Because of the stain and how perfect the color is for red crankbaits and painted blades, beating the bank could be a very good strategy this week. The water isn’t moving so quickly up or down that the fish won’t use the flooded banks, and their natural springtime progression is moving them toward the shallows for spawning purposes anyhow.
The species mix
One of the most anticipated aspects of this event is the fact that due to a new limit the Kentucky Department of Fish and Wildlife Resources is testing, any bass over 12 inches can be weighed. That means that limits should be downright easy, as not only will anglers be free to pursue smallmouths less than 18 inches, but largemouths less than 15 inches are fair game as well. With that in mind, it’s fair to wonder if the strategy of shooting for a mixed bag like Scott Martin did in 2017 is still the way to go.
“To win it I think you’ll have to mix it up, and for money I think you’ll have to chase some smallmouths,” says Day. “The X-factor is big smallmouths. Everyone will have the ability to go down and fish and catch five keepers, you’re going to see a lot of limits between 9 and 11 pounds. But I don’t think a guy can go catch five 18-inch smallmouth and have as much as a guy that catches a mixed bag.”
Chasing a mixed bag on Cumberland often just happens.
“The lower lake is smallmouth country, basically from Conley Bottom Resort on down. The best population is down there. Last year guys were targeting those fish, and they would do it kinda exclusively and would catch a largemouth that would come along for the party. If you’re going to target big smallmouth that’s the place to be, but you’ll catch some big largemouths and spots too.”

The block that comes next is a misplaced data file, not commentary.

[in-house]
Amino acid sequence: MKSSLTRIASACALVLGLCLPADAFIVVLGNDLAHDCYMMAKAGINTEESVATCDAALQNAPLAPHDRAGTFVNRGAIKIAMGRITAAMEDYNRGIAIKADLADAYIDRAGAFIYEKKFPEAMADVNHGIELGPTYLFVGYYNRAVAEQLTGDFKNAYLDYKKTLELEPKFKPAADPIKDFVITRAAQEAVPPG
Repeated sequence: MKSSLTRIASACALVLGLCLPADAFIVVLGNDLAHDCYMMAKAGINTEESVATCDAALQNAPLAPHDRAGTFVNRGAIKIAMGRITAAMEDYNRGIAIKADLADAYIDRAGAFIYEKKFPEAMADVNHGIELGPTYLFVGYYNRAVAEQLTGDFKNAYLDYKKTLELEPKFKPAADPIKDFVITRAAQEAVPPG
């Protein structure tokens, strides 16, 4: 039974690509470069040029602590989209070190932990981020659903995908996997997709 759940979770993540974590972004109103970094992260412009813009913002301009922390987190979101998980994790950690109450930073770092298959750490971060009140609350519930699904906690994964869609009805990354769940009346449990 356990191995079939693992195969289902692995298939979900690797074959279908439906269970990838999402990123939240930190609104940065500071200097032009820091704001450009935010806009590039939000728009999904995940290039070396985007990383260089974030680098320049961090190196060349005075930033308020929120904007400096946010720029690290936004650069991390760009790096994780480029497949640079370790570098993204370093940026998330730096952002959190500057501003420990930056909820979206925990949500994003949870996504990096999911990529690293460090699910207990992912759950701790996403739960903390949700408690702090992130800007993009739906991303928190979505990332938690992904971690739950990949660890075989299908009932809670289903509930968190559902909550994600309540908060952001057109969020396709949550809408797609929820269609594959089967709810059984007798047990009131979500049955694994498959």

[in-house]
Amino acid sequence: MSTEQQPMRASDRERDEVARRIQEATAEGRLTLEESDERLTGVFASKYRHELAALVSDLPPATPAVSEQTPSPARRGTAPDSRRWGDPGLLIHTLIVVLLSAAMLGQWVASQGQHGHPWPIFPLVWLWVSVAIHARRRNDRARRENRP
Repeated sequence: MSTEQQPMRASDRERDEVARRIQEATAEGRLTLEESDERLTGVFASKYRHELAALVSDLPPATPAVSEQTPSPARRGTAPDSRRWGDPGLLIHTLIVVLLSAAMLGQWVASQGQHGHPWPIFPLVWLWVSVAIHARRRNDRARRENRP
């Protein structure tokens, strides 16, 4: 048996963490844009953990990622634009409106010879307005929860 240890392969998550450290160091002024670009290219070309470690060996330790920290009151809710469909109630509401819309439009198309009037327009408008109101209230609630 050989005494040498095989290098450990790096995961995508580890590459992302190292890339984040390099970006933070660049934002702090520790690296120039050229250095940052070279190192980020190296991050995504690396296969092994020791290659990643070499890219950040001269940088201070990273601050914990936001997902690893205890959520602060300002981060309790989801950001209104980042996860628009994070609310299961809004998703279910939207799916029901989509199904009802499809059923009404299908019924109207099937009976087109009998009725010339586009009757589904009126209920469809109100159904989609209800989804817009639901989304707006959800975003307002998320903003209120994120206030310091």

In 2017, Scott Martin fished specifically for a mixed bag, and it paid off for the win. This year, that could still be the way to go, but someone might be able to dial in on just smallmouths, or almost just smallmouths – and catch five pretty easily – with a chance at a big supplemental largemouth.
The weights should be even better
Last year, most everyone in the field was surprised by how good the fishing was on day one, and the fishing stayed really excellent through the weekend. This year, with a lot of extra quality smallmouths that can go in livewells, the finals stats should be even better.
Scott Martin won with almost exactly a 15-pound average, but this year due to the water conditions and the limit regulations, Day believes it’s going to take a 17-pound average to win. If you go with some less optimistic, or perhaps more realistic estimates, it seems very probably that the winner will average more than 16 pounds, simply because there will be more fish prespawn and more smallmouths to keep.
“A lot of us have been there when it was horrible,” says Day of Cumberland. “I can remember many tournaments when 7 pounds got you a check. When we found out they were going to do a draw down, all of us were like ‘Thank you Jesus.’ We’re all happy and proud of it, because it’s a beautiful lake to go fish and the fishing is great now.”